Hedy Lamarr was an actress that loved to tinker. Her story is explored in the National Women’s History Museum by Colleen Cheslak.
Lamarr’s brilliant mind was ignored, and her beauty took center stage when she was discovered by director Max Reinhardt at age 16. However, it wasn’t until 1932 that Lamarr gained name recognition as an actress for her role in the controversial film, Ecstasy.“Hedy Lamarr.” Colleen Cheslak. National Women’s History Museum, Aug. 30 2018
While she secured her ticket to Hollywood where she mystified American audiences with her grace, beauty, and accent. In Hollywood, Lamarr was introduced to a variety of quirky real-life characters, such as businessman and pilot Howard Hughes.
Lamarr dated Hughes but was most notably interested with his desire for innovation. Her scientific mind had been bottled-up by Hollywood but Hughes helped to fuel the innovator in Lamarr, giving her a small set of equipment to use in her trailer on set. While she had an inventing table set up in her house, the small set allowed Lamarr to work on inventions between takes. Hughes took her to his airplane factories, showed her how the planes were built, and introduced her to the scientists behind process. Lamarr was inspired to innovate as Hughes wanted to create faster planes that could be sold to the US military. She bought a book of fish and a book of birds and looked at the fastest of each kind. She combined the fins of the fastest fish and the wings of the fastest bird to sketch a new wing design for Hughes’ planes. Upon showing the design to Hughes, he said to Lamarr, “You’re a genius.”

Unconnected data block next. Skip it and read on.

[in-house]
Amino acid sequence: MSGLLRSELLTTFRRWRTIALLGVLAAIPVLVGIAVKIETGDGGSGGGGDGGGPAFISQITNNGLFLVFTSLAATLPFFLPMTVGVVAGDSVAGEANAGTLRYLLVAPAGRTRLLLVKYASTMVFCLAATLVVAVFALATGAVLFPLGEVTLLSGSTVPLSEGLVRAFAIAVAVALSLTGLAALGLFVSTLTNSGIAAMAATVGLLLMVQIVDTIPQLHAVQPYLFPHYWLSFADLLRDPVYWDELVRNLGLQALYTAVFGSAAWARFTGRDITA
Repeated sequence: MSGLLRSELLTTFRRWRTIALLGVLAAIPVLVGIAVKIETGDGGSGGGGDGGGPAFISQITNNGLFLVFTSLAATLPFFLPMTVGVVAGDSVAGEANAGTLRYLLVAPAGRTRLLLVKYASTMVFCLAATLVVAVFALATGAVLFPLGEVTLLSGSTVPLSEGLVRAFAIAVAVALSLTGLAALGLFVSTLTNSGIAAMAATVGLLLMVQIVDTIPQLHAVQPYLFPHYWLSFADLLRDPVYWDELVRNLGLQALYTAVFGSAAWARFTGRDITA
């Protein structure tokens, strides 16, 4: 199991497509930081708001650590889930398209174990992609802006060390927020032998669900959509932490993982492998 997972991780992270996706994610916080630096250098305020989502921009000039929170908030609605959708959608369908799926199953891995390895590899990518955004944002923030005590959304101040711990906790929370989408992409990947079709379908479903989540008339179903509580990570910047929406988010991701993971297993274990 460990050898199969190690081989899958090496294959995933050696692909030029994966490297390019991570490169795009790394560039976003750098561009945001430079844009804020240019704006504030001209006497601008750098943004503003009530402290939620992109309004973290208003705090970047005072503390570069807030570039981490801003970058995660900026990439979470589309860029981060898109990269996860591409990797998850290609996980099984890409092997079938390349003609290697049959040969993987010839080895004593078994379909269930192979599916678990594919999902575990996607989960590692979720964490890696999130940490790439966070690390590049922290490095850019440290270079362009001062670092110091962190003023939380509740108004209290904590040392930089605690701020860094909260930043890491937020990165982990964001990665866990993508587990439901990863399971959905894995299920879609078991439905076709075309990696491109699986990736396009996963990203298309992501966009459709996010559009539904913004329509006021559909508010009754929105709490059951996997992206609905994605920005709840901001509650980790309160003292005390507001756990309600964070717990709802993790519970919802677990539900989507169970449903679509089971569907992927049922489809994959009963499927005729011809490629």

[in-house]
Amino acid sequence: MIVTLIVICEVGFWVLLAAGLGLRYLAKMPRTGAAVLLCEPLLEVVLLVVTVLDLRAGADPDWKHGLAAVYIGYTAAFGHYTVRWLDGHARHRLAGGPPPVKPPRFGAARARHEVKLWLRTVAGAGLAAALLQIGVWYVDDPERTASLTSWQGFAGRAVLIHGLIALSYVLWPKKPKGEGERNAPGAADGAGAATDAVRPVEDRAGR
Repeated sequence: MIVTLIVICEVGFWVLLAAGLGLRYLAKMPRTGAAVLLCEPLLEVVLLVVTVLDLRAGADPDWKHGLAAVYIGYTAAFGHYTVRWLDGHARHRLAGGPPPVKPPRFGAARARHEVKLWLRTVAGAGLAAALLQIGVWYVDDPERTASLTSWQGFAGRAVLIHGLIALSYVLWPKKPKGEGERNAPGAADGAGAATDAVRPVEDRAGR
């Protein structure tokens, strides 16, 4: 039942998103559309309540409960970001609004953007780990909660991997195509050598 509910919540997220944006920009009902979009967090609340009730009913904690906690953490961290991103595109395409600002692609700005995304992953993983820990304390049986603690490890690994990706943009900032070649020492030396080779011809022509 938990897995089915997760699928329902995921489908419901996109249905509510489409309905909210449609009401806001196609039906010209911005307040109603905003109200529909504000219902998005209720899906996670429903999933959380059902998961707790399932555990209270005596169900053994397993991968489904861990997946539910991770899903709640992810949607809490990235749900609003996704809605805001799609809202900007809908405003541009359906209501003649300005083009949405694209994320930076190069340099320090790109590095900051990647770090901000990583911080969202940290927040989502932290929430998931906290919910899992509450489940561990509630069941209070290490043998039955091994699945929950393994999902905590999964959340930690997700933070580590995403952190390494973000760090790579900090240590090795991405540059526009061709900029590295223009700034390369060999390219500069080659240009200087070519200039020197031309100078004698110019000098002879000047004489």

[Lamarr and Antheil] came up with an extraordinary new communication system used with the intention of guiding torpedoes to their targets in war. The system involved the use of “frequency hopping” amongst radio waves, with both transmitter and receiver hopping to new frequencies together. Doing so prevented the interception of the radio waves, thereby allowing the torpedo to find its intended target.